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    Yes I think so as well, but I also think that even back in 1918 there was a global economy and that one country could not hope to become immune to it by isolating itself. Britain was drawn into WW1 to maintain the balance of power in Europe and in the same way America was drawn into the same war to maintain the balance of power in the wider world. An over simplification once again, but I can't spend all day on here.
     
  13. stona

    stona Well-Known Member

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    Apart from this bit :)

    [​IMG]
     
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  14. Shortround6

    Shortround6 Well-Known Member

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    The US did do a LOT of imperialistic/colonial things but managed to camouflage them better than some other countries. In many cases because it was companies/corporations doing it instead of the government directly but with government assistance or at least government neglect. Check the History of the "United Fruit Company", they weren't called "banana wars" for nothing ;)

    That being said you had individuals in ANY government/country who were idealistic and trying to steer things a certain way and you had individuals in the same government/country at the same time who were cynical and greedy and who tried to steer things another way. The ones who are idealistic are usually at a disadvantage even if they are in the majority.
     
  15. michaelmaltby

    michaelmaltby Well-Known Member

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    "....Check the History of the "United Fruit Company", they weren't called "banana wars" for nothing..."

    Nothing unique about corporate colonialism actually ..... The British "East India Company" was Britain in India for ages. The Hudson Bay Company was The Crown in Canada for ages.

    Banana Wars were just outbreaks of 'Monroe Doctrine-ism' :) ... America, in typical American boldness and freshness, simply announced it's 'Imperial' position in the world - the Monroe Doctrine plus open oceans and commerce to the world.

    Throughout history - business interests - $$$$ - have driven government. From the 'syndicates' of Carthage developing Spain, to the syndicates of Rome - sponsoring entertainment for the masses - business is the true force driving so-called colonialism and society, IMHO, :)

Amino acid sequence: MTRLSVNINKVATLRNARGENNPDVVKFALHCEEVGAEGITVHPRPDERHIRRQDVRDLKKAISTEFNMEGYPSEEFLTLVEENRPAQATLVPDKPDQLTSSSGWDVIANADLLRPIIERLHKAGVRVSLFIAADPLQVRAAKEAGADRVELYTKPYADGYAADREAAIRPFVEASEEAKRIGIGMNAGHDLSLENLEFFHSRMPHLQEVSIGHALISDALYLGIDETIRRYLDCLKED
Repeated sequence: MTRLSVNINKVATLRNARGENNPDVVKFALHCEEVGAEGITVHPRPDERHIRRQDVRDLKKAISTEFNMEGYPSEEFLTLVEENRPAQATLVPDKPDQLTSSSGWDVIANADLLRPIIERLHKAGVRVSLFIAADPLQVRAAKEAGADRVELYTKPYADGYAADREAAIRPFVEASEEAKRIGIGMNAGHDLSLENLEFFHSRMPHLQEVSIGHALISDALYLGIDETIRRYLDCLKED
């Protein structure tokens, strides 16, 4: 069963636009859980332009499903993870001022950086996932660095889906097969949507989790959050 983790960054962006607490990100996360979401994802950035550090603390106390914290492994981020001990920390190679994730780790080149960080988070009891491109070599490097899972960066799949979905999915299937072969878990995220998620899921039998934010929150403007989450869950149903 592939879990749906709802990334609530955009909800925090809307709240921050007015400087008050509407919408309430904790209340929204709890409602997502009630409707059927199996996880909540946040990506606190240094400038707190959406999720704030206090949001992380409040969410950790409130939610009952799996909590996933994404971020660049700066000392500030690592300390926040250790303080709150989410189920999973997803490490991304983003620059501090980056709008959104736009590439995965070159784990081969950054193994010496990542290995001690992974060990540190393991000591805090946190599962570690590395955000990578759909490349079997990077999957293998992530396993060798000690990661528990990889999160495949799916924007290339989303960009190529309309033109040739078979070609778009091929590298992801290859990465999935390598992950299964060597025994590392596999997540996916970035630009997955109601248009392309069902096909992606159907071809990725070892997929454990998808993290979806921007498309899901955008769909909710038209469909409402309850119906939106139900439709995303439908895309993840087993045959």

MM
     
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  16. Shortround6

    Shortround6 Well-Known Member

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    Just saying you can have American diplomats saying and doing one thing ( and some of them believing it) and American companies/corporations (with the aid of other officials) doing the opposite. Substitute countries name of your choice for "American".

    It took a lot of years ( and may not have happened yet) but the idealistic view of some some American (and a few European) politicians/diplomats/thinkers got us to where we are today despite the greed and/or parochial views/actions of other people in the same governments. While working such deals behind the scenes may be hypocritical it does allow the public face and discourse to shift to a point where such behavior is no longer tolerated when it is exposed. It takes a lot of time and a lot of people get rich in the mean time.
     
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  17. syscom3

    syscom3 Pacific Historian

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    Intellectual bankruptcy. A tiny base with a garrison of several hundred personell. Meanwhile the other 42,000 square miles of the island was and still is, devoid of any US colonial troops.
     
  18. michaelmaltby

    michaelmaltby Well-Known Member

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    #18 michaelmaltby, Dec 27, 2013
    Last edited: Dec 28, 2013
    "...you can have American diplomats saying and doing one thing ( and some of them believing it) and American companies/corporations (with the aid of other officials) doing the opposite ..."

    Corporations - predominantly American corporations - have been more effective transferring technology, knowledge, and, ultimately wealth, than the UN has every been.

    Not surprising ... iron kettles and axes, wool blankets, and yes, whiskey, were all reasons why white, anglo saxon Europeans were received favorably in N America 300 years ago.

    Consumers always 'know' what they want ... when they see it. :)

    MM
     
  19. stona

    stona Well-Known Member

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    Symbolically important, just like a single battalion of British troops in Vietnam would have been had President Johnson been able to convince Prime Minister Wilson to provide it. Even Bundy's attempted blackmail failed. He counselled the President on 28 July 1965 that it made ‘no sense for us to rescue the pound in a situation in which there is no British flag in Vietnam ... a British brigade in Vietnam would be worth a billion dollars at the moment of truth for sterling’. It was Bundy who had upped it to a brigade, Johnson had told Wilson that a single battalion would be enough.

    The fact is that there are still US troops based on the island of Cuba. They may be the left over of the so called third occupation but they are still there. If you consider their presence to be irrelevant I'd love to hear why they are there.

    Cheers

    Steve
     
  20. GrauGeist

    GrauGeist Well-Known Member

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    You do realize that the same can be said of Gibraltar, right?